Most people have never heard of Alexander disease also known as fibrinoid leukodystrophy. This is because it is an extremely rare genetic disorder. It is both a progressive and fatal neurodegenerative disease affecting infants and children. Delays in development as well as changes in physical characteristics of a child suffering from this disease are results of this neurodegenerative disease.
Definition & Facts
Surrounding nerve fibers is a fatty covering of white matter also known as the myelin sheath that acts as an insulator. A patient suffering from Alexander disease which is a type of leukodystrophy is characterized by this myelin sheath being destroyed and having protein deposits called Rosenthal fibers that are abnormal.
Cases of the infantile form of Alexander disease begin as early as two years of age. The infantile form of the disease includes:
- Enlarged head and brain (megalencephaly)
- Arm and leg stiffness
- Delayed physical development
- Mental retardation
Although it is less frequent, the onset of the disease can occur late in childhood or adulthood. Problems common in both the juvenile and adult forms of the disease are poor coordination, abnormalities of speech, and difficulties in swallowing.
Mutations of the GFAP gene are the cause of Alexander disease. Although the condition is inherited most of the time in a fashion that is autosomal dominant, new mutations of the gene cause most cases.
Symptoms & Complaints
The disease forms and their symptoms are as follows:
- Neonatal. A newborn baby having this form will suffer from severe disabilities or die within two years. Symptoms include both severe intellectual disabilities and motor disabilities, hydrocephalus which is a condition of a buildup of fluid in the brain and seizures.
- Infantile. During the first two years of life, this most common type of Alexander disease begins. Delays in physical and mental development are usual for this form. Delayed milestones in development occur and the infant's head size increases abnormally. Seizures are also a symptom of this form of the disease.
- Juvenile. Between the ages of two and 13, this type of Alexander disease has its onset. It is less common than the other forms of the disease. Symptoms of this form of the disease include difficulty with speaking and swallowing, vomiting excessively, a loss of motor control and poor coordination.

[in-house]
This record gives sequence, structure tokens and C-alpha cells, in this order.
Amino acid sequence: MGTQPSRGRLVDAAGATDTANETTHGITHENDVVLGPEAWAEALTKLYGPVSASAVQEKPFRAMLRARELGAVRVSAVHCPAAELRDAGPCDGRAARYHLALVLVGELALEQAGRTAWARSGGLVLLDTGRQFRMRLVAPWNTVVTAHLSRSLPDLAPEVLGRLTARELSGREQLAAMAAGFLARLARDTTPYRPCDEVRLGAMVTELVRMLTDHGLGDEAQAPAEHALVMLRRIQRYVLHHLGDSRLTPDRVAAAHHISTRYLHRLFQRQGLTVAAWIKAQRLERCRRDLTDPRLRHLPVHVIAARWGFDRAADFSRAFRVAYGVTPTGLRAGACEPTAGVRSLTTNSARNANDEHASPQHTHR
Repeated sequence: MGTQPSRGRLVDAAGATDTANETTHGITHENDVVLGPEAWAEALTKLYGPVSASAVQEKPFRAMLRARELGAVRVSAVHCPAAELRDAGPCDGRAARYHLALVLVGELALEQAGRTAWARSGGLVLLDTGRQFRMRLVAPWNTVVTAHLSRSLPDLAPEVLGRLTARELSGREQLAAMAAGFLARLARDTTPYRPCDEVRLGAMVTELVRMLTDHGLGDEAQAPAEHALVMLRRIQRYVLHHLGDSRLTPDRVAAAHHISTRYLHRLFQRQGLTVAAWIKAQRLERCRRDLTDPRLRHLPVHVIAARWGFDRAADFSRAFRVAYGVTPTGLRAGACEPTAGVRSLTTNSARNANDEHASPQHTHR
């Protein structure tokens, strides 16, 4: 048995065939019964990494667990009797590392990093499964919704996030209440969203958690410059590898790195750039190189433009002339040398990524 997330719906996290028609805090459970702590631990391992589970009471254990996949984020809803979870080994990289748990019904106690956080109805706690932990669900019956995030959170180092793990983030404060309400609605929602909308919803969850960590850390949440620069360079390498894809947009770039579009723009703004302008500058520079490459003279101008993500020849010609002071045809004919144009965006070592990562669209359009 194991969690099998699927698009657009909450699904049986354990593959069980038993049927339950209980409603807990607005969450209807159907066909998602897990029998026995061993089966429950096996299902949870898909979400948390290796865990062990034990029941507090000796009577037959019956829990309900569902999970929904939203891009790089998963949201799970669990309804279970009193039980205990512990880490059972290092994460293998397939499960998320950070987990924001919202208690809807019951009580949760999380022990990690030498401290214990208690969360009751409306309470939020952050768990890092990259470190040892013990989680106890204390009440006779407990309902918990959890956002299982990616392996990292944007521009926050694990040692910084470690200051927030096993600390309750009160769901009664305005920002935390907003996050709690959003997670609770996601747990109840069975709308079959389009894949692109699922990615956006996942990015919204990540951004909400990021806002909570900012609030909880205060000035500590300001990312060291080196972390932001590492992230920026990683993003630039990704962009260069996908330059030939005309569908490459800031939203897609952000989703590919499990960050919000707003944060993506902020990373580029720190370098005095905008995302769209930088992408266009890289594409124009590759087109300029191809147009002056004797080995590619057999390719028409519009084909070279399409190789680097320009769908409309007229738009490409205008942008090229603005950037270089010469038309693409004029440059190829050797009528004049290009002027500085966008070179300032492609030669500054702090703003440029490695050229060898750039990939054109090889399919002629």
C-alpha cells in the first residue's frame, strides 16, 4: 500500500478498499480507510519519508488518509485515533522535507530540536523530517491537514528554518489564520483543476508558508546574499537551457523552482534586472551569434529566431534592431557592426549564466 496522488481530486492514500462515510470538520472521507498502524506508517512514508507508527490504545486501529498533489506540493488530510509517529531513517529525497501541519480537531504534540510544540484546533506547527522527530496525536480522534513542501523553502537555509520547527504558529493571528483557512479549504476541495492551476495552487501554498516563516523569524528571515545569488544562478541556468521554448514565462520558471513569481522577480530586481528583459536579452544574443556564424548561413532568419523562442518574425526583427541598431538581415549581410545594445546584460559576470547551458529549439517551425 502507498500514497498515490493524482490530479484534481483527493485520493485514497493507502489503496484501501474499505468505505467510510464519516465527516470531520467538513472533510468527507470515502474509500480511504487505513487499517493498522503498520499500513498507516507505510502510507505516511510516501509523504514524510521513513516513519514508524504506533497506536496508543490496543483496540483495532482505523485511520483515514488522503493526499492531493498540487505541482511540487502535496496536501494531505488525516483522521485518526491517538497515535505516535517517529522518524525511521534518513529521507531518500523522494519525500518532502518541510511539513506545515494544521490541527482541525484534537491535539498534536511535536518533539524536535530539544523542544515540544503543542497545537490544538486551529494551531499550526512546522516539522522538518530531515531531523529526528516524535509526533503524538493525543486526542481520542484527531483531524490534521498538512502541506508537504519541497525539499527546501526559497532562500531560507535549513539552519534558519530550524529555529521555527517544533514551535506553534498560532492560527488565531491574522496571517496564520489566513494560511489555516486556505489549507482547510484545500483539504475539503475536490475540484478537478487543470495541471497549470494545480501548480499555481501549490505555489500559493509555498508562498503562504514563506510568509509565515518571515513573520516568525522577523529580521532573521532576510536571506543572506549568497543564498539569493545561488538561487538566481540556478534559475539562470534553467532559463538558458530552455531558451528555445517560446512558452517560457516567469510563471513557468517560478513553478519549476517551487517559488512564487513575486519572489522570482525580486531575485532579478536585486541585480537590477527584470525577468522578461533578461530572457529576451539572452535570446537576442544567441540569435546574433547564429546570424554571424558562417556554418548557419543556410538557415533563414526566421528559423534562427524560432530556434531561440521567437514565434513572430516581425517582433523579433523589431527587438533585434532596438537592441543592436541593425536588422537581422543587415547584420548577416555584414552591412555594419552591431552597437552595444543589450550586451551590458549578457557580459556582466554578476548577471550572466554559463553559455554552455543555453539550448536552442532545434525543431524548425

- Adult. This form of Alexander disease is the mildest of the different forms and also quite rare. Its onset may occur anytime from the late teens to sometime late in life. Some of the cases of the disease have symptoms that are primarily the same as those of multiple sclerosis or Parkinson's disease.
Approximately 95 percent of the cases of Alexander disease have been found to be caused by mutations of a structural protein. This GFAP protein is known as a glial fibrillary acidic protein. The mutation causes this protein to become abnormal. The abnormal protein then accumulates in astroglial cells and forms Rosenthal fibers.
The mutations of the GFAP are dominant genes. A new mutation is the cause of Alexander disease in most cases. The disease can be passed from one generation to the next generation. Each pregnancy of a genetic carrier has a 50 percent chance of transmitting the disease to offspring.
Diagnosis & Tests
For years, the diagnosis for Alexander disease has been dependent on a brain biopsy in order to establish whether there is the presence of Rosenthal fibers. However, these fibers are also present in tumors and other disorders, so this is not a definitive diagnostic criterion.
Imaging studies such as computed tomography (CT) scans and magnetic resonance imaging (MRI) scans as well as an ultrasound of the patient’s head have been used. Recently, criteria based on MRI's have been found to be accurate in the diagnosis of the early onset type I (neonatal) disease. In Type II cases, atrophy of the brainstem, spinal cord, or cerebellum is shown.
As part of the diagnostic process, the presence of GFAP mutations may be identified. This can be done by using a swab from the patient's inside cheek or a blood sample. From these, a DNA analysis can be made. However, in about 5 percent of known cases of Alexander disease, the mutation in the GFAP is absent.
Treatment and Therapy
Since the disease has no cure, the only therapies and treatment available presently reduce symptoms. Included in this are anticonvulsant medications, antibiotics, speech therapy, occupational therapy, and surgery. Surgery may take the form of cerebral shunt to treat hydrocephalus. Clinical trials are also available.
Prevention & Prophylaxis